The PEOPLE of the State of New York, Respondent, v. Jamar T. JONES, Defendant-Appellant.
Defendant appeals from a judgment convicting him upon a jury verdict of, inter alia, murder in the second degree (Penal Law § 125.25  ) and attempted murder in the second degree (§§ 110.00, 125.25  ). We reject the contention of defendant that he was denied a fair trial when County Court allowed the People to present the testimony of a witness concerning a prior physical altercation between defendant and that witness. The altercation occurred approximately 10 to 14 days prior to the commission of the crimes of which he ultimately was convicted, and testimony concerning that prior altercation was relevant in establishing defendant's motive for shooting at a group of men that included the witness (see People v. Trumbach, 31 A.D.3d 1054, 1055, 818 N.Y.S.2d 857; People v. Williams, 27 A.D.3d 673, 811 N.Y.S.2d 124, lv. denied 7 N.Y.3d 796, 821 N.Y.S.2d 826, 854 N.E.2d 1290; see also People v. James, 19 A.D.3d 616, 797 N.Y.S.2d 129, lv. denied 5 N.Y.3d 807, 803 N.Y.S.2d 36, 836 N.E.2d 1159). Contrary to defendant's contention, the probative value of the testimony concerning the prior altercation outweighed its prejudicial effect (see Trumbach, 31 A.D.3d at 1055, 818 N.Y.S.2d 857; Williams, 27 A.D.3d 673, 811 N.Y.S.2d 124). Contrary to defendant's further contention, evidence of the prior altercation was also properly admitted to establish defendant's identity (see People v. Davis, 220 A.D.2d 682, 633 N.Y.S.2d 791, lv. denied 87 N.Y.2d 900, 641 N.Y.S.2d 230, 663 N.E.2d 1260; cf. People v. Austin, 13 A.D.3d 1196, 1197, 786 N.Y.S.2d 882, lv. denied 5 N.Y.3d 785, 801 N.Y.S.2d 805, 835 N.E.2d 665).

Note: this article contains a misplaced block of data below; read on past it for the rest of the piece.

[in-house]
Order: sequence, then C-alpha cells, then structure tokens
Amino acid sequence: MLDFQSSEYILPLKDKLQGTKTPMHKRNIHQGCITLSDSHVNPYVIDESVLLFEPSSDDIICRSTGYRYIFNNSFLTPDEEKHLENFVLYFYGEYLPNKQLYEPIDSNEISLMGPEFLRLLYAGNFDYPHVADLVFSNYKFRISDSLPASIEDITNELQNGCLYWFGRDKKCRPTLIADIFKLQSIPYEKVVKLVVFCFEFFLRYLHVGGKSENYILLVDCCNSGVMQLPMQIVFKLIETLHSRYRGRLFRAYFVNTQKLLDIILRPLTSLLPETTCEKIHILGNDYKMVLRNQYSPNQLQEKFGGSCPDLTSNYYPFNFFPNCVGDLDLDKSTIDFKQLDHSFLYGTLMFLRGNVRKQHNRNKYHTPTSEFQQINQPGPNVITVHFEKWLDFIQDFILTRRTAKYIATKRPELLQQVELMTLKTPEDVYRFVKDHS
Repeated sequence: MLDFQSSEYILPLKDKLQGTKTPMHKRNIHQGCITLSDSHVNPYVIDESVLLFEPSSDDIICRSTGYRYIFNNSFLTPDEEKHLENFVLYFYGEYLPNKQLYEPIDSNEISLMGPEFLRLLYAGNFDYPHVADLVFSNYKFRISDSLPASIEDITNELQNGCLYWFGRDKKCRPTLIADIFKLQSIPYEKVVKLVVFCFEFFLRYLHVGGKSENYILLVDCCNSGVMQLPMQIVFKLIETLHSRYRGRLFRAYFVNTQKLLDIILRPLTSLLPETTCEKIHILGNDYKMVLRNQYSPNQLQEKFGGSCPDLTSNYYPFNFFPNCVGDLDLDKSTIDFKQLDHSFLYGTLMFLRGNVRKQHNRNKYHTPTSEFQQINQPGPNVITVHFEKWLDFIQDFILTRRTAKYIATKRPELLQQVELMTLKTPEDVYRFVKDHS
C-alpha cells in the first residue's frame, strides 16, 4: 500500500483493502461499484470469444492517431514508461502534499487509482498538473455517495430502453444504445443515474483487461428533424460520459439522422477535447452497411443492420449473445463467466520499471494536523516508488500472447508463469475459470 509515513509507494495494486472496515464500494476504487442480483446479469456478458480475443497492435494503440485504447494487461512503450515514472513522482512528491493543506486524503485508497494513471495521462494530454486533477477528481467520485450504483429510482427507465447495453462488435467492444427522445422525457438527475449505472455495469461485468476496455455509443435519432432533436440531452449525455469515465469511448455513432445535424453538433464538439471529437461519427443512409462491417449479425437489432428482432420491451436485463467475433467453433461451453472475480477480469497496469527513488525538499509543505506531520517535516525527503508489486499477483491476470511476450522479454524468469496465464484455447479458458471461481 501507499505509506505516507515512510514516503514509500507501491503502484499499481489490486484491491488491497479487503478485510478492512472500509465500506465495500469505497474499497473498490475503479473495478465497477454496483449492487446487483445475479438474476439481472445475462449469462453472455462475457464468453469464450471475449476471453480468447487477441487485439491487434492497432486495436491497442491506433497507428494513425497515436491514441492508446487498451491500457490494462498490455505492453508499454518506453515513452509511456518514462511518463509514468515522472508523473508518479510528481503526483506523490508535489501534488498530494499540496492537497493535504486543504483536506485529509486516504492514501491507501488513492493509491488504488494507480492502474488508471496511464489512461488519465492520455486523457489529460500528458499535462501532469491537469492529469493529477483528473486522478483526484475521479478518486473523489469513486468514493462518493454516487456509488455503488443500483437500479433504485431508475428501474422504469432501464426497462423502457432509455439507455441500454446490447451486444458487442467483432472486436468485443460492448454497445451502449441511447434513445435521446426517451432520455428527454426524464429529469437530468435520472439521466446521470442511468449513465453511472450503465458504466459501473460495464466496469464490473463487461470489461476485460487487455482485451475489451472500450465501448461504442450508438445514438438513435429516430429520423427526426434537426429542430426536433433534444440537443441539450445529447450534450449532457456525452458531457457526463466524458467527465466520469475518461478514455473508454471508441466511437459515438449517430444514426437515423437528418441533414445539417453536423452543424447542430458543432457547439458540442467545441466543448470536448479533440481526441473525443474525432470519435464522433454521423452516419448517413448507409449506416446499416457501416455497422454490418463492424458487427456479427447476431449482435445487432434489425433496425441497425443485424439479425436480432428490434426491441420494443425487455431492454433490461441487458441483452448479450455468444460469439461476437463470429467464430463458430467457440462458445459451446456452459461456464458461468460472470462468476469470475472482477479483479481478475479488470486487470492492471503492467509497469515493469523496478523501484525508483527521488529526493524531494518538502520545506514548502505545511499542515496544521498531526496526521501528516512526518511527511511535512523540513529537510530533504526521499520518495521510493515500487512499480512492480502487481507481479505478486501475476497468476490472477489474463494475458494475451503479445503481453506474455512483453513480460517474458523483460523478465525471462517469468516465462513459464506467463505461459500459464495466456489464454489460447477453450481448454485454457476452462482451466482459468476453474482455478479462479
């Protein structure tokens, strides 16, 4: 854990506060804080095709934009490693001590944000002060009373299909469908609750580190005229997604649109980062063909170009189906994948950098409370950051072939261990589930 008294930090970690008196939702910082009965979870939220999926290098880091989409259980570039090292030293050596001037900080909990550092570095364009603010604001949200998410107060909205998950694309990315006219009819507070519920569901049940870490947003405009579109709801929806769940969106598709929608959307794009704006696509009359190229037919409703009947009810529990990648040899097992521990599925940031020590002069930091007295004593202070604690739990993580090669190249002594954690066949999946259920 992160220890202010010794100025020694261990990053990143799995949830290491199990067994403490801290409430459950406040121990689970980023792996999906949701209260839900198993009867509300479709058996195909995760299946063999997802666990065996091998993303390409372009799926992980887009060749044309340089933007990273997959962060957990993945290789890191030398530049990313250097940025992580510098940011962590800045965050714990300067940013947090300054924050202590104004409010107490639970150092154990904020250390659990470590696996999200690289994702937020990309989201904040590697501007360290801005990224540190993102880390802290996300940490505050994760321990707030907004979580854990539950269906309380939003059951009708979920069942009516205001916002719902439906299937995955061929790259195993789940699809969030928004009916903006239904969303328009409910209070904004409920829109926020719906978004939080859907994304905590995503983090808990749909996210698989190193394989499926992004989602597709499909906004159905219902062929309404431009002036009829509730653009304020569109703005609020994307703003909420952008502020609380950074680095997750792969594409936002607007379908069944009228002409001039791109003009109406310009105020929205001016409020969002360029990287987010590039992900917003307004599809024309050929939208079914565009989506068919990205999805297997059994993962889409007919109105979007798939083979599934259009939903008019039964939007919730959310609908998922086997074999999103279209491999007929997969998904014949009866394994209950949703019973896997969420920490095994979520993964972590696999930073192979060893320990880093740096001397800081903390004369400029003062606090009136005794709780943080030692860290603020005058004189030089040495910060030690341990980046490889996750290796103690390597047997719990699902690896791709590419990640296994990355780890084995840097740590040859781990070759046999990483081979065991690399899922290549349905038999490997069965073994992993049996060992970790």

We reject the further contention of defendant that he was denied a fair trial by the admission in evidence of certain autopsy photographs of the murder victim. “The general rule is that photographs of the deceased are admissible if they tend to prove or disprove a disputed or material issue, to illustrate or elucidate other relevant evidence, or to corroborate or disprove some other evidence offered or to be offered” (People v. Pobliner, 32 N.Y.2d 356, 369, 345 N.Y.S.2d 482, 298 N.E.2d 637, rearg. denied 33 N.Y.2d 657, 348 N.Y.S.2d 1030, 303 N.E.2d 710, cert. denied 416 U.S. 905, 94 S.Ct. 1609, 40 L.Ed.2d 110). “Photographic evidence should be excluded only if its sole purpose is to arouse the emotions of the jury and to prejudice the defendant” (id. at 370, 345 N.Y.S.2d 482, 298 N.E.2d 637). Here, the three photographs at issue were relevant to prove the identity of the murder victim, to show an intent to kill and to corroborate the Medical Examiner's testimony concerning the cause of death, and thus the court did not abuse its discretion in admitting the photographs in evidence (see People v. Law, 273 A.D.2d 897, 898, 710 N.Y.S.2d 223, lv. denied 95 N.Y.2d 965, 722 N.Y.S.2d 483, 745 N.E.2d 403; People v. Brown, 254 A.D.2d 781, 782, 680 N.Y.S.2d 328, lv. denied 92 N.Y.2d 1029, 684 N.Y.S.2d 494, 707 N.E.2d 449).